A predicate, povedek, is the part of the sentence that contains a verb (glagol) that is controlled by a subject, describing what a subject is doing. It can be in present tense, past tense, future tense and more. (To learn more, check out the Slovene Verbs.)

An object, predmet, is influenced by the subject and it can be direct (Fourth Sklon), indirect (Third Sklon) or introduced by a preposition (Check Slovene Nouns & Pronouns to learn more about the preposition related with skloni).

In Slovene, the object answers to different question words that are skloni related: koga2, česa2 | komu3, čemu3 | koga4, kaj| o kom5, o čem5 | s kom6, s čim6.

Adverb clause
An adverb clause, prislovno določilo, adds information to sentence by asking questions for time (kdaj), place (kje, kam, kod), cause (zakaj) or ways (kako). There are more situation, but learning those will be a good start.

Now that we have covered the main elements of a sentence, we can start playing around with them.

Please note: Subject (osebek), predicate (povedek), object (predmet) and adverb clause (prislovno določilo).

For example, “The cat plays with a mouse outside.” → Maček se igra z mišjo6 zunaj. In English, there would only one version, but in Slovene, we could also say:

  • Maček se zunaj igra z mišjo6.
  • Zunaj se maček igra z mišjo6.

Is there a rule? That would be another lesson.

The concept of phrase structure can sometimes be quite confusing and I hope that I didn’t confuse you even more. But I think that by going step-by-step and listening to Slovenians, we can learn a lot from it.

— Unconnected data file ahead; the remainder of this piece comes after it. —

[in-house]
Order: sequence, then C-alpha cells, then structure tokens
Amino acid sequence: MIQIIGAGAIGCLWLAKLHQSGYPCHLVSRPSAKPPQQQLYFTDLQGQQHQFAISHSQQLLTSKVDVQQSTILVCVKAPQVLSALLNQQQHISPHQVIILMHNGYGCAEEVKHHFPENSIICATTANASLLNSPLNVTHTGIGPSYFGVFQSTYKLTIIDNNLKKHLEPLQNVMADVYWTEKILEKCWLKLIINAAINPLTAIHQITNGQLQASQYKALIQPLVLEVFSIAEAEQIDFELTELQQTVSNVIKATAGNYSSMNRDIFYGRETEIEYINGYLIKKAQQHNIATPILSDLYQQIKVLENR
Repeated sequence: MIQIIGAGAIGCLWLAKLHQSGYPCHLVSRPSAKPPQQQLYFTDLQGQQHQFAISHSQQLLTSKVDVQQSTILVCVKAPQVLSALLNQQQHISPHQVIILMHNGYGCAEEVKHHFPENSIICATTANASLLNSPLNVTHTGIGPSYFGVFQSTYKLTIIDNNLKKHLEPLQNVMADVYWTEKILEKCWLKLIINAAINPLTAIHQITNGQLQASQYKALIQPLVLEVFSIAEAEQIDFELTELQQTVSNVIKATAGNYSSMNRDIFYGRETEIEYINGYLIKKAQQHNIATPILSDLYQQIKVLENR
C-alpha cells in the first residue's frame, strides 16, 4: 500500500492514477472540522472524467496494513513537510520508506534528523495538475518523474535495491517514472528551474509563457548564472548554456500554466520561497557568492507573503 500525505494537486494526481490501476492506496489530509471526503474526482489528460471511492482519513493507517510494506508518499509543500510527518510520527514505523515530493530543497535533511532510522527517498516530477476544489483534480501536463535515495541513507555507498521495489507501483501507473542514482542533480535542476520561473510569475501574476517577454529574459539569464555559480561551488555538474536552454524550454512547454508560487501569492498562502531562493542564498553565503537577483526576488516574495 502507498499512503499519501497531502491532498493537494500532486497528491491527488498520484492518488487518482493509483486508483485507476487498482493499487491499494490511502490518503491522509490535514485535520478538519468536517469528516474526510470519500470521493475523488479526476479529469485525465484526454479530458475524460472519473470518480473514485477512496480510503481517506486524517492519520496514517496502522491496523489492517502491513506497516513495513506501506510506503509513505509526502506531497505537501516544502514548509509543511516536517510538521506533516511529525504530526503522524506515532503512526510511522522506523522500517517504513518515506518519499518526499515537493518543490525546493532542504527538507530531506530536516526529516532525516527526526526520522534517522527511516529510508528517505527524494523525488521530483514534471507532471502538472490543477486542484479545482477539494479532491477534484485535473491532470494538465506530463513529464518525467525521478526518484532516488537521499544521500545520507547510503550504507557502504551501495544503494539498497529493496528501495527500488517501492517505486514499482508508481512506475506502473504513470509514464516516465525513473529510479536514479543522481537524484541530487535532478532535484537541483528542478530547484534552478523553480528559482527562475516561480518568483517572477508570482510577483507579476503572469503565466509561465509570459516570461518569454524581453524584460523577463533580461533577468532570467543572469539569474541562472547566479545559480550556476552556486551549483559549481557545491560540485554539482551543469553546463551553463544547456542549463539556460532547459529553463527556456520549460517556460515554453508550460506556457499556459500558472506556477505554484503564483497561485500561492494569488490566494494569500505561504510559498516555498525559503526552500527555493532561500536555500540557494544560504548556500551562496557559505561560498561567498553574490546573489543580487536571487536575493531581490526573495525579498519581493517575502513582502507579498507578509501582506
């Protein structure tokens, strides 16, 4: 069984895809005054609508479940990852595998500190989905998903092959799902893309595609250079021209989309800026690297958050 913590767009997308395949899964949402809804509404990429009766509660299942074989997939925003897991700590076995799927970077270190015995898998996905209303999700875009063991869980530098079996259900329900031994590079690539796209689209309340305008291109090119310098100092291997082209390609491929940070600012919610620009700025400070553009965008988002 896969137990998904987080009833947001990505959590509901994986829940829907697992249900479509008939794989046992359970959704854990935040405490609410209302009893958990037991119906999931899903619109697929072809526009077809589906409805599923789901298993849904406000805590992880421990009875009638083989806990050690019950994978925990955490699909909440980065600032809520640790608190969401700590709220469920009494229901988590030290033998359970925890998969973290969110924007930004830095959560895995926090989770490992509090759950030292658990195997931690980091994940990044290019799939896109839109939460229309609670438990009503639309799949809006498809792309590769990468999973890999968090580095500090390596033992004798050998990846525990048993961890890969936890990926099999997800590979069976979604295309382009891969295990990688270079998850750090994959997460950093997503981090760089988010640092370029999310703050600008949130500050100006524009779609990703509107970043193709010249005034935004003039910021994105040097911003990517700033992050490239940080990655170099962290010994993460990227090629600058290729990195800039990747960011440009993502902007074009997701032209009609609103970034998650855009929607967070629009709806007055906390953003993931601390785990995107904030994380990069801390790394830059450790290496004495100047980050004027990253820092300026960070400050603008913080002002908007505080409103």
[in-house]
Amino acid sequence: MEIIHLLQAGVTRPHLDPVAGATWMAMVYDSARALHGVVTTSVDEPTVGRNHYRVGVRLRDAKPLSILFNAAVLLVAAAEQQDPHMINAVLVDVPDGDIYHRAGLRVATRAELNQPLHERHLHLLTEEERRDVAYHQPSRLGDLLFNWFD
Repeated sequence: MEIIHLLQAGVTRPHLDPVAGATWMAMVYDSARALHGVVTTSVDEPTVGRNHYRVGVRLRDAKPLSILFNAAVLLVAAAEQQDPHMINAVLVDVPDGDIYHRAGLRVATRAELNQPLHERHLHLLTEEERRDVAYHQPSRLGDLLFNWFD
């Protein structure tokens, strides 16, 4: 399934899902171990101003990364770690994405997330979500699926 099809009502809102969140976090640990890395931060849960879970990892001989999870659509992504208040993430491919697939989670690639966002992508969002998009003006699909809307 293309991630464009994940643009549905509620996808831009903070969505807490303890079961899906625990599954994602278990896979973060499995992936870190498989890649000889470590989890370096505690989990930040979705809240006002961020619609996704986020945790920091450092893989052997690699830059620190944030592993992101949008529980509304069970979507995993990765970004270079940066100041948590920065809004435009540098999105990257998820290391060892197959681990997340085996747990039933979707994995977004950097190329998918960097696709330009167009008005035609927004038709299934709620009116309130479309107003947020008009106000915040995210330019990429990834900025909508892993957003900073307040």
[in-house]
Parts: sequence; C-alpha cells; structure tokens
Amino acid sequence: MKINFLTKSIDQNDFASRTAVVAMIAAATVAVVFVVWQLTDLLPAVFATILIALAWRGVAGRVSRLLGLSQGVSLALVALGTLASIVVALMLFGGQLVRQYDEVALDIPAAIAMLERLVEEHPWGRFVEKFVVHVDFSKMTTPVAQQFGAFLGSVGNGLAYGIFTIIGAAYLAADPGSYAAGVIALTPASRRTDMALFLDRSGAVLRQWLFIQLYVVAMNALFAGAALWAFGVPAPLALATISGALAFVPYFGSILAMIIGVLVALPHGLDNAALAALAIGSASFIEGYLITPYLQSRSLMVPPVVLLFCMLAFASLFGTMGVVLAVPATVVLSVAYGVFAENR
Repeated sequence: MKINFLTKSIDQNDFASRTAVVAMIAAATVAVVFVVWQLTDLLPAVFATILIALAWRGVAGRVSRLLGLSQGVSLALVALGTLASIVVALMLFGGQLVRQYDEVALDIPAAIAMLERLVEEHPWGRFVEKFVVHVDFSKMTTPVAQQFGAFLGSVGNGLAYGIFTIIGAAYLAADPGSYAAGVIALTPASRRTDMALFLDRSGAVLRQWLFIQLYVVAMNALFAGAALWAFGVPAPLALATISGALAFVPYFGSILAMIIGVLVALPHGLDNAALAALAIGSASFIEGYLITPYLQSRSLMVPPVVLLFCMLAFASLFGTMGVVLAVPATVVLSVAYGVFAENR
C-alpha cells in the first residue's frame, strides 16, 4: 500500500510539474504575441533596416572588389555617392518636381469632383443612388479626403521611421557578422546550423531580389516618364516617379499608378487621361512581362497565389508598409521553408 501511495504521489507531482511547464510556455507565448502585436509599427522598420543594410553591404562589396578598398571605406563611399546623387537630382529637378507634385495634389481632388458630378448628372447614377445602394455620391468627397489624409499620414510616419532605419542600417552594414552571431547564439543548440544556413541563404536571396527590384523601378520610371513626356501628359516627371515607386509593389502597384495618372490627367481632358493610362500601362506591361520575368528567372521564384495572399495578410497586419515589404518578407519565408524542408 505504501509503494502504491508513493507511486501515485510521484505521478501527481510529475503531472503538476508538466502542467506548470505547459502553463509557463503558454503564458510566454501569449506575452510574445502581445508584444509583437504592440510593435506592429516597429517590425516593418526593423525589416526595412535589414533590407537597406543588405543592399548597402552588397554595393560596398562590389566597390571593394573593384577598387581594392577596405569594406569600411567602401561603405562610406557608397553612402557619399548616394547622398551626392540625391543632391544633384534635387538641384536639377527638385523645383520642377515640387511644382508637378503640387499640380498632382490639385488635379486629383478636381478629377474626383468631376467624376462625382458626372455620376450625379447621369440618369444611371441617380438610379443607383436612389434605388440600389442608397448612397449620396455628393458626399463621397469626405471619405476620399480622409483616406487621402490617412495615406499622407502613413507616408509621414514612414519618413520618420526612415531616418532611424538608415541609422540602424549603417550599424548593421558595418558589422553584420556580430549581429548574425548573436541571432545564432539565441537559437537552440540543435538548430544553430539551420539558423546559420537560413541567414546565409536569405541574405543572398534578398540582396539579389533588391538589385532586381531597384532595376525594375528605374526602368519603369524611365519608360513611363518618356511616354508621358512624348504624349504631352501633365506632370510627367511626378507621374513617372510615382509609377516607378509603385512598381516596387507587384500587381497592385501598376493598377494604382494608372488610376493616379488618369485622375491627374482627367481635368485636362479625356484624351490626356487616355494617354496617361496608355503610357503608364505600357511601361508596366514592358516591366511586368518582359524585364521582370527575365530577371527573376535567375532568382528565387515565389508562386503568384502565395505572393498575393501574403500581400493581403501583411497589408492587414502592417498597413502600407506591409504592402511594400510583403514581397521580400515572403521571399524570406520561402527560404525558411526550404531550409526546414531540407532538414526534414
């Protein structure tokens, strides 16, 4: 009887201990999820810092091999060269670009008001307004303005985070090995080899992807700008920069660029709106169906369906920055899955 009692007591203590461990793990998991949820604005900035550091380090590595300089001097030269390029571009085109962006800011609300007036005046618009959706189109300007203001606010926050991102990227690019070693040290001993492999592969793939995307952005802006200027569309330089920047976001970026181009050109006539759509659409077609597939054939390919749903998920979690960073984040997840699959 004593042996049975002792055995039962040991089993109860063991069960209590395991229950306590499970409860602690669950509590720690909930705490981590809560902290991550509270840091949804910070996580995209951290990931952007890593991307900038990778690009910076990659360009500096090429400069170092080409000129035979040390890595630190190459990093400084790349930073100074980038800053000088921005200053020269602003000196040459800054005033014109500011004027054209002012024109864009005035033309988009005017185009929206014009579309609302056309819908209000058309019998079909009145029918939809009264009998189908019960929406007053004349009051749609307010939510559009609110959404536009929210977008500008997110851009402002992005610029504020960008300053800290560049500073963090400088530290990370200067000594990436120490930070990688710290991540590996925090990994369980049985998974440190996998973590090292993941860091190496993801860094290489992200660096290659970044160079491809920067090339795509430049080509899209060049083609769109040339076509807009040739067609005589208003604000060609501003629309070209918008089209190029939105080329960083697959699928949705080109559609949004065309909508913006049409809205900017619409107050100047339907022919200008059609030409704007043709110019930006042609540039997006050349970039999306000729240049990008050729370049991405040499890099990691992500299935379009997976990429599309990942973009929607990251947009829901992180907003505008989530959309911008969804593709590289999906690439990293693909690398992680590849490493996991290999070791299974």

If you have any questions, comments or tricks, don’t forget to let me know!

Discover more Slovene “lessons” that might interest you: Slovene Numbers & Numerals, Slovene Nouns & Pronouns, Slovene Verbs, Slovene AdjectivesSlovene SyntaxSlovenian Idioms.

Let’s learn,

Which Slovene Question Words to Use

If you’re already familiar with Slovene, you might have noticed that different Slovene question words have the same translation in English. However, in Slovene, they are not always interchangeable as they are used under specific situations.

Kje and kam (where)

Kje and kam both mean where, but in Slovene, they are used in different contexts: one indicates a position while the other points at direction and movement – which is not specified by the word where in English.

  • Kje is used for specific location, usually used with the fifth sklon.
    i.e. Where are you now Kje ste zdaj?
  • Kam is used for destination, usually used with fourth (destination is a place) and third sklon (destination is a person).
    i.e. Where are you going for holidaysKam greste na potovanje? 

Koliko, Kako and kakšen (how)

The word how in English is used for different question, such how much, how many (koliko), how to (kako), how is (kakšno) and so on. Koliko is used with amounts and quantities, so it shouldn’t be a problem.

Kako and kakšen are both used to describe or ask for description and they can easily be confused.

  • Kako is used to describe a feeling, a condition or how to do something.
    i.e. How are you → Kako ste? / How are you feeling today→ Kako počute danes? / How to learn Slovene → Kako se učiti slovensčino?
  • Kakšen is used to describe things, person, places or objects.
    i.e. How is the dress → Kakšna je obleka? / How was the trip → Kakšen je bil izlet?

    The answer to kakšen is often with adjectives, that can go by level. For example, lep (pretty) < lepši (prettier) < najlepši (prettiest).

Kateri and Kakšen (which and what kind)